MEXICO CITY — Mexican architect and designer Leonardo Díaz Borioli believes people understand ideas better when they can actually see them. So when Donald Trump began talking about building a big, beautiful wall along the U.S.-Mexico border, Díaz Borioli decided to create a proof-of-concept model to help voters visualize what he calls the “world’s cruelest infrastructure”.
Díaz Borioli met with his friend Hassanaly Ladha, a Muslim academic who heads an experimental design lab at the University of Connecticut, and the two men came up with plans to give life to Trump’s proposal in a surreal way.
Ladha, who specializes in architectural philosophy, says he wanted to “caricaturize” the idea that states need borders as well as Trump’s xenophobic remarks during the campaign.
“Trump kept talking about a beautiful wall. He was talking about a very seductive form of nationalism. So we wanted to make something beautiful, to show how dangerously attractive, how dangerously enticing, a wall is,” Ladha told me in a phone interview.
Ladha says he drew inspiration from Native American reservations, Nazi concentration camps, and Japanese internment camps. He mixed those elements together to “capture the gorgeous perversity” of Trump’s proposal.
Then Díaz Borioli went to Mexico, where he pitched their idea to a group of six interns in his arquitectural and design studio.
“I told them: ‘Gentlemen, your project will be to design Donald Trump’s wall’,” Díaz Borioli said. “They thought I was pranking them. We also thought Trump would never win.”
He added, “Trump wanted something grand, so we drew inspiration from Luis Barragán, Mexico’s most famous architect. He’s known for using plenty of Mexican pink. We also incorporated the style of Mexican architect Ricardo Legorreta, who uses very bright colors and bases his work in very powerful and seductive images.”
“Trump can talk about perverse policies because people can’t imagine them,” the Mexican architect said. “So I wanted to put his words in images so that people could see all the crazy stuff he’s saying. We added a surreal and magical realism element and turned the wall into a four-story prison.”
Díaz Borioli says he envisions the prison existing in a no-man’s land along the border, a place where Mexican and U.S. laws don’t apply to the inmates. The prison can be filled with the 11 million undocumented immigrants Trump has pledged to deport.
“It would be like Guantanamo,” he explained.
They also came up with a plan to finance the project, and make the inmates pay for it.
“The prisoners work in maquiladoras,” Díaz Borioli said. “They are not paid and the product they make helps to pay for and subsidize the wall. There are also shopping centers and public spaces integrated into the wall in cities like Tijuana, where the infrastructure intersects.”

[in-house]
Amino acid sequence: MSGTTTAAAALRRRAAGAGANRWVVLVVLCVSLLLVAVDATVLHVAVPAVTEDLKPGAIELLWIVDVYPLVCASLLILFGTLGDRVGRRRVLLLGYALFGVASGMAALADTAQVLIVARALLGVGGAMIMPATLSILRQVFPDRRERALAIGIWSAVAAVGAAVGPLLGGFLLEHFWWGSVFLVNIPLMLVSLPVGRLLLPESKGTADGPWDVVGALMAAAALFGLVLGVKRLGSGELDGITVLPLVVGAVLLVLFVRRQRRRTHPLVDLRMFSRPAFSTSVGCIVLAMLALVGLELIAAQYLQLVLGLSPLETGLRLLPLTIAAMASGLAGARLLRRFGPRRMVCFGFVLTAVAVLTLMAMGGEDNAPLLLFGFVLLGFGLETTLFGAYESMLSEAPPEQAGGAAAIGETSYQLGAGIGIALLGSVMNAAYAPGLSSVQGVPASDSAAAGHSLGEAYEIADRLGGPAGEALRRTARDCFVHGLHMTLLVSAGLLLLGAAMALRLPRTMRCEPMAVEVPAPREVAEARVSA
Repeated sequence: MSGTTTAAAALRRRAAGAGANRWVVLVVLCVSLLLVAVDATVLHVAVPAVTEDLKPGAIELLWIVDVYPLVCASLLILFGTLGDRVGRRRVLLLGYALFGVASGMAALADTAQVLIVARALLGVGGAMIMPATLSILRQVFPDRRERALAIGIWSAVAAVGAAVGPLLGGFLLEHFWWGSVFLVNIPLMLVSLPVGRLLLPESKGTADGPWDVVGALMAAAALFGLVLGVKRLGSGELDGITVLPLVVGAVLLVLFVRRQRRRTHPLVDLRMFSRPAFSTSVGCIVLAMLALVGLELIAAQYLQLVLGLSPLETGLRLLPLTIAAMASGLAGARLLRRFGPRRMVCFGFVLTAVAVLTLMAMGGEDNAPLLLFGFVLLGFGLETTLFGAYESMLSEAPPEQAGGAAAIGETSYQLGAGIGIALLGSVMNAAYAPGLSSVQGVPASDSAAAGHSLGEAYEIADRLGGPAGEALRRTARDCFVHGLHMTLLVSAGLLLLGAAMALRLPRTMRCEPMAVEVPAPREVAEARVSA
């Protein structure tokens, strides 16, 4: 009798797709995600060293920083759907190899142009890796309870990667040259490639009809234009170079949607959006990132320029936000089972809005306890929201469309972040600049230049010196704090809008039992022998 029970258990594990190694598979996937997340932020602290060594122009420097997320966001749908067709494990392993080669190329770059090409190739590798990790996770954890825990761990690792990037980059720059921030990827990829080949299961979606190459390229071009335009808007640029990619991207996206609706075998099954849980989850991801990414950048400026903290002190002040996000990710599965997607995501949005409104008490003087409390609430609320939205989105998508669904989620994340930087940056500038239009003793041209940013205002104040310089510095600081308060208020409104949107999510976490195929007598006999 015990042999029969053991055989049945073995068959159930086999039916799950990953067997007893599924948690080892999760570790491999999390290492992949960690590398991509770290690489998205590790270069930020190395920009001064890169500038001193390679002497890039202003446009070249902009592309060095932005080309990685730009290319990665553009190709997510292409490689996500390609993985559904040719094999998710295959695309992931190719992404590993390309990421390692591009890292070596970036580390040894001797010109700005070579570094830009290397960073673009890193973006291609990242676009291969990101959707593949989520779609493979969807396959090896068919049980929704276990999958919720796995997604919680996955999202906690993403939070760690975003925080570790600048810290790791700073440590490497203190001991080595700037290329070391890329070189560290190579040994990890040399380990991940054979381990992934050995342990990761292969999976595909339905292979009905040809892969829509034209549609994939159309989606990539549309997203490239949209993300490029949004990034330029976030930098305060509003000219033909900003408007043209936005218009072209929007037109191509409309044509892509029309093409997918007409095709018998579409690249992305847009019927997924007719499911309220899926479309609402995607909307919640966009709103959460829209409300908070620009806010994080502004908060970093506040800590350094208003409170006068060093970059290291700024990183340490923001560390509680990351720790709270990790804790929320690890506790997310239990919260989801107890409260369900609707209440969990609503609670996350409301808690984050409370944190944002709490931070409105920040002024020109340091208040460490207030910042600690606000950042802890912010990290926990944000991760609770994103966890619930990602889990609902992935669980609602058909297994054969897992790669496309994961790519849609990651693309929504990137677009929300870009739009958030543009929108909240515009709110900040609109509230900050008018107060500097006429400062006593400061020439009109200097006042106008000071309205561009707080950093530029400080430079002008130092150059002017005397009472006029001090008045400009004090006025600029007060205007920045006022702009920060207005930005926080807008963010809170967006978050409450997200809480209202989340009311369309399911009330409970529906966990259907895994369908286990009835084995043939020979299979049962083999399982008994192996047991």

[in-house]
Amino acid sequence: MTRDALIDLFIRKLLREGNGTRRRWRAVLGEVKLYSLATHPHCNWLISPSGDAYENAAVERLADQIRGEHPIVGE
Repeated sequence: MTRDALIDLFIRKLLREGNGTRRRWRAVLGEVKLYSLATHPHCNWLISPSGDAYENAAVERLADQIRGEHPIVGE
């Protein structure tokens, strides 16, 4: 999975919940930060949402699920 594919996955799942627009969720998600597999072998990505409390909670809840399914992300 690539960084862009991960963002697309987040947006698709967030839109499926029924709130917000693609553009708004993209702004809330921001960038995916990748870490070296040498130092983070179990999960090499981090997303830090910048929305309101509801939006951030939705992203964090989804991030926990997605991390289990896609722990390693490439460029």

“Six million staff members operate the prison,” Professor Hassanaly Ladha told me. “We did all the numbers to make sure it would pay for itself. It would cost about 390 billion dollars to build,” he said.
Díaz Borioli says the proof-of-concept is both an exercise on architecture and a reflection on politics.
“Architecture, as a discipline, has always served power,” he said. “Hitler had Albert Speer. So I was pretty sure Trump would get his own architect to design the wall.”
“Prisons are the most perverse structures that architects build. We are accomplices. Architects have also built palaces and mausoleums for tyrants. Infrastructure can be good or bad, we may build a dam or we may build a wall.”- Leonardo Díaz Borioli
The proof-of-concept took 400 hours to finish and was uploaded near the end of October to a website. The idea is that the model would be taken seriously as a political statement, but not as an architectural blueprint.
But now that Trump has won, Díaz Borioli says he’s amazed to see serious architects treat the wall plans as real. He notes that the American Institute of Architects recently pledged its support to work with President-elect Trump on his infrastructure plans, and an Israeli firm expressed interest in Trump’s project during the campaign.
Díaz Borioli says Trump’s border wall is now a possibility. It’s one that they tried to deter by pointing out its folly, but one that could happen anyway.
“We wanted to scare people with this, but it didn’t work,” he says.
Professor Ladha, meanwhile, thinks their proof-of-concept can continue to raise awareness at the intersection of absurdity and reality.
“We want people to think about the type of country we want,” Ladha told me. “In the end, by expelling the others, we create a prison of our own sameness and our refusal to change.”